Program Report: Bill Kalkhof and DDI

Rotarian Steed Rollins introduced fellow Rotarian Bill Kalkhof, President of Downtown Durham Inc. for a report on developments in our Downtown.

I’ve reported at least two other presentations Bill has given to the Club and each time I’ve been faced with the same dilemma. Bill delivers so much information in such a rapid fire style that there is no way to capture more than the essence of it in 400 words. So this time I’m not going to even try. Instead I’d like to share a few impressions that may bring some perspective especially for newer residents of Durham and members of the club.

First, I have never heard Bill speak when he didn’t acknowledge that I was on the original board of DDI if he knew I was in the audience even though it has been at least 15 years since I’ve had an active role in the organization. Effective leaders instinctively do a lot of that kind of stuff and Bill is great at it.

Second, I’ve never heard anyone who worked for Bill at DDI say anything negative about him. Maria Davis, his original office manager, is still there and has seen it all. He also seems to get some fantastic people to work for him. I met Matt Coppedge several years ago but until today when Bill shared the dais with him to present part of the program, I didn’t realize what a vital part of the organization he has become. The scope and vision of the start-up program he has led the way on is breathtaking. I hope Bill can keep him.

Third, most people have no idea how bad things were in downtown twenty some years ago.  I came to Durham in 1984 to take a job at a bank in Downtown Durham after working 8 years in downtown Richmond which had recently developed its Shockoe Slip area and was a lively and attractive place. Walking down Chapel Hill Street one day past rotting “art work” that had been an effort to dress up vacant storefronts where the Civic Center now stands,  I was startled by a fox who scooted down the street past the post office.  My thought was that nature had moved in and was reclaiming the area.

Things would only get worse. In 1988 American Tobacco abandoned their factories and it was still 5 years later before Rotarian Andy Widmark and several others started raising money to start DDI.  I was one of the people that wondered if Bill was crazy or I had missed some flaw in his character when he took the job to lead DDI. It was deliciously ironic for me when Bill mentioned that Richmond is now sending delegations to Durham to see how to do downtown redevelopment.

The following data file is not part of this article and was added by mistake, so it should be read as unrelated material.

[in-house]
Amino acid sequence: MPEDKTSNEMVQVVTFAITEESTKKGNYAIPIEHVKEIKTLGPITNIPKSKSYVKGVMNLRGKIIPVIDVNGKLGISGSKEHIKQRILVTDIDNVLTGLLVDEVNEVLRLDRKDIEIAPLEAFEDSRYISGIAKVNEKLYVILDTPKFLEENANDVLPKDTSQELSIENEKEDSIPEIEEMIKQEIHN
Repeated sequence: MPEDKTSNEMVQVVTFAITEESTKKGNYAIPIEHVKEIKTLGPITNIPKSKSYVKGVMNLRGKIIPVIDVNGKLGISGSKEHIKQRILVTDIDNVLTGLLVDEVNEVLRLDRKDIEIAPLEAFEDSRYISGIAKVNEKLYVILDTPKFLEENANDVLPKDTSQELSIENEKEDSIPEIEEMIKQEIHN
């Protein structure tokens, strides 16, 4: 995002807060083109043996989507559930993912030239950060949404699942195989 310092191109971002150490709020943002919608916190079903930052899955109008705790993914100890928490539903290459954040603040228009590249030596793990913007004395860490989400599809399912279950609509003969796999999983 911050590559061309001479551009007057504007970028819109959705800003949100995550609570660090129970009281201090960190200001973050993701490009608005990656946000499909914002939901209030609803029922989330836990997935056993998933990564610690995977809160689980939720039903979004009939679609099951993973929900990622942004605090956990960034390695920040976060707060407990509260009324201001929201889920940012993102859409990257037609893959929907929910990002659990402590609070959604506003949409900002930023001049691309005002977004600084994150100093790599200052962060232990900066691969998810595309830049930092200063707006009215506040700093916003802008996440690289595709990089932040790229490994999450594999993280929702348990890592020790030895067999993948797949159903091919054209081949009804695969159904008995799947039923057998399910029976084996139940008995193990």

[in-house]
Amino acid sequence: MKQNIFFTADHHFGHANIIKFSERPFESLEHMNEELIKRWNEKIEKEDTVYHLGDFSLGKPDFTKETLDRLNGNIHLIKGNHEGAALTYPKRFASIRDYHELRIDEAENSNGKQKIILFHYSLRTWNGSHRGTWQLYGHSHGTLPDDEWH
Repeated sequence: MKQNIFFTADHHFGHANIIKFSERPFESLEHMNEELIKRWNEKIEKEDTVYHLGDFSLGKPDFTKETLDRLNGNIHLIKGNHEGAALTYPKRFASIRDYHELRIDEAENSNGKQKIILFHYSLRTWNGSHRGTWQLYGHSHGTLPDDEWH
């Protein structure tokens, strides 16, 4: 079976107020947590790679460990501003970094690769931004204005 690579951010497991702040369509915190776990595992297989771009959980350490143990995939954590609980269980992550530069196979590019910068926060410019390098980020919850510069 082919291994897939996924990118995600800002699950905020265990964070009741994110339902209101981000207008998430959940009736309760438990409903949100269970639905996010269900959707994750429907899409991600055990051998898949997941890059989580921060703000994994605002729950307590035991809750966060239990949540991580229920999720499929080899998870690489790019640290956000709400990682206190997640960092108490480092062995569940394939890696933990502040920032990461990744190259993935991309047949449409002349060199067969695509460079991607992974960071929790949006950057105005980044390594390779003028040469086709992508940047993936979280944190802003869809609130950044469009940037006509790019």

Fourth, as bad as the physical condition of downtown was, the governmental and political situation was almost as bad. I believe the untold story of DDI’s success is how Bill has been able to maneuver through so much dysfunction to keep the organization alive, get funding, lead a board of strong characters and, oh yeah, make a lot of progress turning downtown around. Lots of Rotarians have been involved in bringing more competence and stability to the political environment. Bill mentioned City Manager Tom Bonfield specifically, but Ellen Reckhow, Howard Clement, Mike Woodard and others have also been involved.

Finally, Bill and Matt echoed the advisability of continuing to think big and reminded us that there are still holes to fill in the development landscape. Amen. While the recession has taken some of the momentum out of development,Durham can not revert to the loser attitude that for so many years meant one step backwards for every two steps forward.

Much of the detail Bill and Matt shared is at, an attractive and useful website that I only have one gripe about…it uses a billboard motif that must make the teeth grind of Reyn Bowman another Rotarian and former head of the Convention and Visitors Bureau who is currently campaigning against allowing new billboards to clutter up and compromise our “sense of place.”

Submitted by Jay Zenner

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